0
$\begingroup$

Intro (tldr-ish):
In the meantime, in the literature I dug up the formulae not only for the dimension D of a $G_2$ module, but also its quadratic Casimir C2 (eigenvalue). After some playing, I obtained a remarkable symmetry:
$D(G_2(i,j))=([3+3*i]*[1+j]*[4+3*i+j]*[5+3*i+2*j]*[6+3*i+3*j]*[9+6*i+3*j]) /([3]*[4]*[5]*[6]*[9])$
$W(G_2(i,j))=(]3+3*i[*]1+j[*]4+3*i+j[*]5+3*i+2*j[*]6+3*i+3*j[*]9+6*i+3*j[) /(]3[*]4[*]5[*]6[*]9[)$
where [x] denotes quantum integer $x_q$ and ]x[ $r^{x^2}$. W is the writhe factor, which is $q^{C2}$ (My definition - C2 is obviously defined only up to a constant factor, virtually no two people agree on the factor, and you have to retrofit $r=q^l$ so that the formula comes out right). Example:
$D(G_2(1,0))=1+q^{10}+q^8+q^2+q^{-2}+q^{-8}+q^{-10}$
$W(G_2(1,0))=r^{144}=q^6$ so $l=24$. (But all Casimirs are OK after that.)

I computed the analogous formulae for $A_n$ and again, they have identical form. Then I went berzerk and computed the Casimir for all simply laced Lie algebras. Behold:
Laced[Z_,L1_,L2_,L3_]:=Sum[(1+i+j+k+Z+Sum[L1[[ii]],{ii,1,i}]+Sum[L2[[jj]],{jj,1,j}]+Sum[L3[[kk]],{kk,1,k}])^2,{i,0,Length[L1]},{j,0,Length[L2]},{k,0,Length[L3]}]-(Length[L2]*Length[L3]-1)*Sum[(1+io-iu+Sum[L1[[i]],{i,iu,io}])^2,{io,1,Length[L1]},{iu,1,io}]-(Length[L1]*Length[L3]-1)*Sum[(1+jo-ju+Sum[L2[[j]],{j,ju,jo}])^2,{jo,1,Length[L2]},{ju,1,jo}]-(Length[L1]*Length[L2]-1)*Sum[(1+ko-ku+Sum[L3[[k]],{k,ku,ko}])^2,{ko,1,Length[L3]},{ku,1,ko}];
How this MATHEMATICA snippet works: Z is the weight at the central 3-junction and L1,L2,L3 the weights of the legs (as lists) going outward. So e.g. Laced[0,{1,0,0},{0,0},{0}]=165 (dim 27664).
Phew :-)
Question 1: Of course I now like to have the dimension formulae for $E_k, k=6,7,8$ (quantum or not), but in a paper of 2011 ("Partial differential equation approach to F4") I found a formula for $F_4(0,0,i,j)$ which somewhat implies that this is so complicated it wasn't done explicitly yet (as otherwise, why didn't he give the whole $F_4(g,h,i,j)$ formula?). Jim Humphreys suggested Tits and Fulton-Harris, but I only found $B_3$ in the former and nothing in the latter.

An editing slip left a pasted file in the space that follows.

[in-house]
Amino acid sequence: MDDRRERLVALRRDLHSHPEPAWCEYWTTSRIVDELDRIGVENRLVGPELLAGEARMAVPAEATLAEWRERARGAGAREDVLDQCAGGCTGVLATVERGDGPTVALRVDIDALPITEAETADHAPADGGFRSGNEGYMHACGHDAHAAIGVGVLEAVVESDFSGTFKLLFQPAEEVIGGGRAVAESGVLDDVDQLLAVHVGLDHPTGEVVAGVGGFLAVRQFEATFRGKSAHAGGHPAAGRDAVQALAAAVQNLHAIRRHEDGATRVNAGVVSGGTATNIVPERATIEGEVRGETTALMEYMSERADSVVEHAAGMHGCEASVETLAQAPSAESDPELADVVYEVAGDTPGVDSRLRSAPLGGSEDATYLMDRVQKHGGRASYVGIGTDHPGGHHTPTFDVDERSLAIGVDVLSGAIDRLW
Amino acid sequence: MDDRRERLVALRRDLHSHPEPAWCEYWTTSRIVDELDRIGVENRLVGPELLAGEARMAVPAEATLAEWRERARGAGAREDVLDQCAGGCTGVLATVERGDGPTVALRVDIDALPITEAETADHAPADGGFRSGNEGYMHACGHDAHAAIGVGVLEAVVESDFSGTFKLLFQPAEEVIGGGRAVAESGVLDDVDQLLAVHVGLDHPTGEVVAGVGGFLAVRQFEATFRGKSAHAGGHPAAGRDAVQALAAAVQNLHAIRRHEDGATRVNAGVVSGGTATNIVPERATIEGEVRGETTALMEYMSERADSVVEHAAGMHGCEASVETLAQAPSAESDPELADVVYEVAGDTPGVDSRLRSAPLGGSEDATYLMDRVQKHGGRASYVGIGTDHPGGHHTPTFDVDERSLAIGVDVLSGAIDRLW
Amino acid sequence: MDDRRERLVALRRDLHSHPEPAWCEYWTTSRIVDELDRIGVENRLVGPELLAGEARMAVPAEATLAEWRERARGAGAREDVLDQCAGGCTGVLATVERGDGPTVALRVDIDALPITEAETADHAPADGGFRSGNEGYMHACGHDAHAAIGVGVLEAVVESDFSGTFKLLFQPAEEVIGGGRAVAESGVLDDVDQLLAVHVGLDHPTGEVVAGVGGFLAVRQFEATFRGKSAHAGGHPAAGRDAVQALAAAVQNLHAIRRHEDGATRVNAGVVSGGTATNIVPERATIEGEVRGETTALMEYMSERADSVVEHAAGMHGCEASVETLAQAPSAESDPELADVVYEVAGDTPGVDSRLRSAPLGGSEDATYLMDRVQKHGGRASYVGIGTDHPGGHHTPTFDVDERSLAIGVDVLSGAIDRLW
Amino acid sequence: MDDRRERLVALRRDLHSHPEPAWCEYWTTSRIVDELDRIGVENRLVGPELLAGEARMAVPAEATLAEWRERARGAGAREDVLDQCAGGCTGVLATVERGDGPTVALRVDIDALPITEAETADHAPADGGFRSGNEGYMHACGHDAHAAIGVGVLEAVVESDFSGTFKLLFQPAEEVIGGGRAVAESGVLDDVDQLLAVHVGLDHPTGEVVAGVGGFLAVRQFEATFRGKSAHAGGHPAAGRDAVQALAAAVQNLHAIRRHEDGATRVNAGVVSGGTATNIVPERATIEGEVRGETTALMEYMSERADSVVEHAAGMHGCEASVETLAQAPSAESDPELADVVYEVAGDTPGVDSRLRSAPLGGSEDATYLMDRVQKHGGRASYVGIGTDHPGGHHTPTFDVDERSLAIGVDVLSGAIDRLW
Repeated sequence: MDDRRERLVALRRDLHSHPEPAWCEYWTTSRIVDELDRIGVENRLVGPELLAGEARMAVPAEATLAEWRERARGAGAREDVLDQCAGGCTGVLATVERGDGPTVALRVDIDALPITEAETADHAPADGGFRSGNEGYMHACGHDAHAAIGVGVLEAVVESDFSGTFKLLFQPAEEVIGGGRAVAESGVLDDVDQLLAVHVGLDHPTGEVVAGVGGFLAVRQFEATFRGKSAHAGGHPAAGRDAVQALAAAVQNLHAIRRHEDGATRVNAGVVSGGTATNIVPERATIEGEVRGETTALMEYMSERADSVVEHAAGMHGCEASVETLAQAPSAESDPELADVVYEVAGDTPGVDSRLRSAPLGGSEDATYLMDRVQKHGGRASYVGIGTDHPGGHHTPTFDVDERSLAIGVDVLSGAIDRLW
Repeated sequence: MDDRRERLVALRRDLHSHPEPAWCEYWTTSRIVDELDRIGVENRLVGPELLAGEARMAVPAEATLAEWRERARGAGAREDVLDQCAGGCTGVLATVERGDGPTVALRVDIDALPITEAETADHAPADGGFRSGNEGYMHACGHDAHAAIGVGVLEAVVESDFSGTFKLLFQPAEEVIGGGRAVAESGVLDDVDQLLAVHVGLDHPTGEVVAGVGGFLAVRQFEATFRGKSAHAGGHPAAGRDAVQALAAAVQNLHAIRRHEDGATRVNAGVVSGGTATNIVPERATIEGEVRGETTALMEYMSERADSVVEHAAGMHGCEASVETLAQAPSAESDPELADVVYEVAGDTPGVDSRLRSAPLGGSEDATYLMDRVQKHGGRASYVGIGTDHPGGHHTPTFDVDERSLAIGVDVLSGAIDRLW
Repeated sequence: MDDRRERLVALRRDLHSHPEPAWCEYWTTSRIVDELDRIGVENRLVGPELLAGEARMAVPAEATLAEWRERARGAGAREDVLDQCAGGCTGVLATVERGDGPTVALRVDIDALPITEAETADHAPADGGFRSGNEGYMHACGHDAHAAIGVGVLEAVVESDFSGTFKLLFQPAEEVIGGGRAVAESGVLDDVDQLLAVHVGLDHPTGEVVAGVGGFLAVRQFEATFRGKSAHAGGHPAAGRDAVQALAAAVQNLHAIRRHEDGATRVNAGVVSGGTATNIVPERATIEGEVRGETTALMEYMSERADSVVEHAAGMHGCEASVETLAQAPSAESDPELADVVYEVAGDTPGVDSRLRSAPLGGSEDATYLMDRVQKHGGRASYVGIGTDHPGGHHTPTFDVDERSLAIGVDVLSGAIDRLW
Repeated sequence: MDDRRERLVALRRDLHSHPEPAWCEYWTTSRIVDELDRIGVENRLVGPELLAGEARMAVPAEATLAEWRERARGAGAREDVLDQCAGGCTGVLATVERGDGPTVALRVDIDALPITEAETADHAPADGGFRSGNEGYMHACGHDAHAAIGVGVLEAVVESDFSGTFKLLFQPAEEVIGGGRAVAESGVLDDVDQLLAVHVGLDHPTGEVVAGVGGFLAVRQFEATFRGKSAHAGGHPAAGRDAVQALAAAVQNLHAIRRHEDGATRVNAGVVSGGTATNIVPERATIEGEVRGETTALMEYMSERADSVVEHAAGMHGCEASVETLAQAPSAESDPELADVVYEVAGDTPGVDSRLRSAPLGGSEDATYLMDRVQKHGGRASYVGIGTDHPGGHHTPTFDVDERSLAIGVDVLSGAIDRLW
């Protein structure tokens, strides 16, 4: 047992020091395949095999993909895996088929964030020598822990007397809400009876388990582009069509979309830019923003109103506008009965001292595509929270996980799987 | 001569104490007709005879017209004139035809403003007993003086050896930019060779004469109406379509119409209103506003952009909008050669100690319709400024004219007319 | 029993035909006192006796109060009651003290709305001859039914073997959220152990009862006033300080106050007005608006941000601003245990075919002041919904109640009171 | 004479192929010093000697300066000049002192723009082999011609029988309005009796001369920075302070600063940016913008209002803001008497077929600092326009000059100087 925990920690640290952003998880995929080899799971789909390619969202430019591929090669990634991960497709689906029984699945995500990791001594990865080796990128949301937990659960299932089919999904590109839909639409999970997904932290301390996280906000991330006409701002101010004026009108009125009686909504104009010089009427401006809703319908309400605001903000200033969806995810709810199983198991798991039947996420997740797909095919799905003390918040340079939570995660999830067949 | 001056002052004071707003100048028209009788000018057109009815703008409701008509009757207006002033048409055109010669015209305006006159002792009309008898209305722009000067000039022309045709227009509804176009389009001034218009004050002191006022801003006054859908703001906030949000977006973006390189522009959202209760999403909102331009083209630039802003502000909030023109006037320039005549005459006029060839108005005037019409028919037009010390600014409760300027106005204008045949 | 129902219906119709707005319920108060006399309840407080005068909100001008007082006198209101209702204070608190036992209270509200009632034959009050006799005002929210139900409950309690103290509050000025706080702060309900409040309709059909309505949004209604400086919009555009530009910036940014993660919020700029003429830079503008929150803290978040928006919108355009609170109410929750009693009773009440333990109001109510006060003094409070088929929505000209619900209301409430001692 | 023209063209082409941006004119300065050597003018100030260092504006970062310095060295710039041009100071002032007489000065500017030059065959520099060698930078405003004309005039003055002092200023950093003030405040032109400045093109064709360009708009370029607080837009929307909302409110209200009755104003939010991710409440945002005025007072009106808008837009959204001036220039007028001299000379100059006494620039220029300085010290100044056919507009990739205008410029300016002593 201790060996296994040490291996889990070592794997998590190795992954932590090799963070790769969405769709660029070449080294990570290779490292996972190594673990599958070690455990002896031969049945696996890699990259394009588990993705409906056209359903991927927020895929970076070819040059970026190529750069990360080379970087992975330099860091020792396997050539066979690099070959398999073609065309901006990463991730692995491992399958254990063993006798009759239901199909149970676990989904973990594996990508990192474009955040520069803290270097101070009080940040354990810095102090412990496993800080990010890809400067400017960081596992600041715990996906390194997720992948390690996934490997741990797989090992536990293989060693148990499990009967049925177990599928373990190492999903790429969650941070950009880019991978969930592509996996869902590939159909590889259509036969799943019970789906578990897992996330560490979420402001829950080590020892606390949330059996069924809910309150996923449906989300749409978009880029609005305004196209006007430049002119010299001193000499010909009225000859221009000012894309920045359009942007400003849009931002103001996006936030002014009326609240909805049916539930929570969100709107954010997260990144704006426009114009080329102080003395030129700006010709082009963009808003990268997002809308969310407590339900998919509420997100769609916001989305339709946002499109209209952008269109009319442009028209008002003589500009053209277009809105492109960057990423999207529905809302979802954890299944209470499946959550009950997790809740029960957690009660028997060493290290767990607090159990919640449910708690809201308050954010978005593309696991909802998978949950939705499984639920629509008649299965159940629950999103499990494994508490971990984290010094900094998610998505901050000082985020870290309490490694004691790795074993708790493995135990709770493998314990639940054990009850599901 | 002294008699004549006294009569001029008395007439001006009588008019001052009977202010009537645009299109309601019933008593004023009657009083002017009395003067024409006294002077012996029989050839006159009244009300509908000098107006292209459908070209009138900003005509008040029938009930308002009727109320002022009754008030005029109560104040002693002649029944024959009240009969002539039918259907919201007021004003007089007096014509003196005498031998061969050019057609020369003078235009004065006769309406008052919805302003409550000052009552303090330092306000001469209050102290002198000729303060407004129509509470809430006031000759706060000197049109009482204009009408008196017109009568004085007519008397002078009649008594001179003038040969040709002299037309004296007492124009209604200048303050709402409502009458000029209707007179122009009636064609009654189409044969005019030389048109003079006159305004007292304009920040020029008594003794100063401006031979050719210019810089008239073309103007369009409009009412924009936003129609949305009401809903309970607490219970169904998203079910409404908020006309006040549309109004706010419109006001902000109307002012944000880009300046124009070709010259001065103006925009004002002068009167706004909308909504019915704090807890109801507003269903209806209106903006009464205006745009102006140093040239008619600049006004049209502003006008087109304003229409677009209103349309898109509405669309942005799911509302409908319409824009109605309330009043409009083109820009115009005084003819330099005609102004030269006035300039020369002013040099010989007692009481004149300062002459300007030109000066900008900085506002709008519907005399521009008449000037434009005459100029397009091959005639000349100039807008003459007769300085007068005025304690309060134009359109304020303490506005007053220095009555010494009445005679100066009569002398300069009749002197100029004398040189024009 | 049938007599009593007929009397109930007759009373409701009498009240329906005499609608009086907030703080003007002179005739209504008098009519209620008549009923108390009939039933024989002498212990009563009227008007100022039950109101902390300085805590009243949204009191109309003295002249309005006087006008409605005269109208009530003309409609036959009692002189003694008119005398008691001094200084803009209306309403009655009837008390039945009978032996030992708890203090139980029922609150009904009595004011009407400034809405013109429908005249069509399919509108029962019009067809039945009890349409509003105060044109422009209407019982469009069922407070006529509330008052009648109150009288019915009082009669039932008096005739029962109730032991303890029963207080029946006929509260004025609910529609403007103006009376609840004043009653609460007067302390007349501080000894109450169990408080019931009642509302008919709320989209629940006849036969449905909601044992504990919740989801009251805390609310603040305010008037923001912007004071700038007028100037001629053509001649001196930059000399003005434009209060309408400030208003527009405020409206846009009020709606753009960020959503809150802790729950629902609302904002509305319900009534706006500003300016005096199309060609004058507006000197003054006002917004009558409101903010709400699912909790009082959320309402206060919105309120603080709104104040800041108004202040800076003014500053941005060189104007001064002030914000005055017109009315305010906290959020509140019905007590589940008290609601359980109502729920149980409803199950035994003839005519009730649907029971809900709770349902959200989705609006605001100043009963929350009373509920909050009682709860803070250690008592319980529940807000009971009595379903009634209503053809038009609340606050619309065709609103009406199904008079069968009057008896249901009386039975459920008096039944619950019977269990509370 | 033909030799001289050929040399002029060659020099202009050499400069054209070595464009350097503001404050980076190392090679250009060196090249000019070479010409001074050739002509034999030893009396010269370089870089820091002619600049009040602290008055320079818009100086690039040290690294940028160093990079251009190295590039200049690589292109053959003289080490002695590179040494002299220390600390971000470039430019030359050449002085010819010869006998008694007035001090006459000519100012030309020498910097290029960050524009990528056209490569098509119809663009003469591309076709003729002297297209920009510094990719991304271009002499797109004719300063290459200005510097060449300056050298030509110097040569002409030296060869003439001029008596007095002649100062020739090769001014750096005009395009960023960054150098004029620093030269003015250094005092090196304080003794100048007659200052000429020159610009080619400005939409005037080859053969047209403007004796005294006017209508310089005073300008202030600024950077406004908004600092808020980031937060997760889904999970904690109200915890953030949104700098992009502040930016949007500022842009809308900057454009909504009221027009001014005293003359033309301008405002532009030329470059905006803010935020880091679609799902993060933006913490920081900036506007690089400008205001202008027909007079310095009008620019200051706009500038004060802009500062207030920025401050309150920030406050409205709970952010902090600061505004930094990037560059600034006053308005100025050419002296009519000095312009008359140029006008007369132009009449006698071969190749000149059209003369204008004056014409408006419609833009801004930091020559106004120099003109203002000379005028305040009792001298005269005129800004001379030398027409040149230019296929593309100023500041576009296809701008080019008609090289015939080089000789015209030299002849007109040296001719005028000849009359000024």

Question 2: I have no doubt that the snippet also works for the relevant affine Lie algebras, anyone knows a source for their Casimirs? Gould's paper looks very relevant but as usual, only general formulas are given.

$\endgroup$
1
$\begingroup$

Quantum dimension You have asked previously about quantum dimensions in:

General quantum highest-weights dimension formulas

In the response to that question you were directed to the Weyl character formula and the Weyl dimension formula. This gives the quantum dimension of any representation.

You won't find this written explicitly in a textbook as you have done for $G_2$ because the number of terms is the number of positive roots. For $G_2$ this number is six but for $E_6$, $E_7$, $E_8$ it is 36, 63, 120.

Casimir The formula for the quadratic Casimir is $C_2(\lambda)=\langle \lambda+2\rho,\lambda\rangle$ where $\rho$ is half the sum of positive roots (in the basis of fundamental weights all components are 1).

I cannot make sense of your expression for the Casimir and nor could I make sense of your previous question on the Casimir in:

Pictorial explanation of Dynkin index and quadratic Casimir?

These two formulae are in several well-written and accessible text books so your question is not asking about research level mathematics but is asking for tuition. I recommend that you read one of these text books.

$\endgroup$
2
  • $\begingroup$ In fact, this questio $\endgroup$ Aug 10 '15 at 17:22
  • $\begingroup$ In fact, this question can be closed: a) I found a Chinese (:-) site which wonderfully explained how to apply the Weyl formula step by step, and I immediately understood everything. It IS simple but I never would have understood your standard abstract textbook. And b), the formula for the quantum dimension will be automatically correct for the Casimir by the replacements I described, but not in reverse - you can do nice fully general Casimir formulas for laced Dynkin diagrams OR Bn+Cn+F4, but unfortunately, this doesn't hold for the quantum dimensions and my work was a bit pointless. $\endgroup$ Aug 10 '15 at 17:32

Your Answer

By clicking “Post Your Answer”, you agree to our terms of service, privacy policy and cookie policy

Not the answer you're looking for? Browse other questions tagged or ask your own question.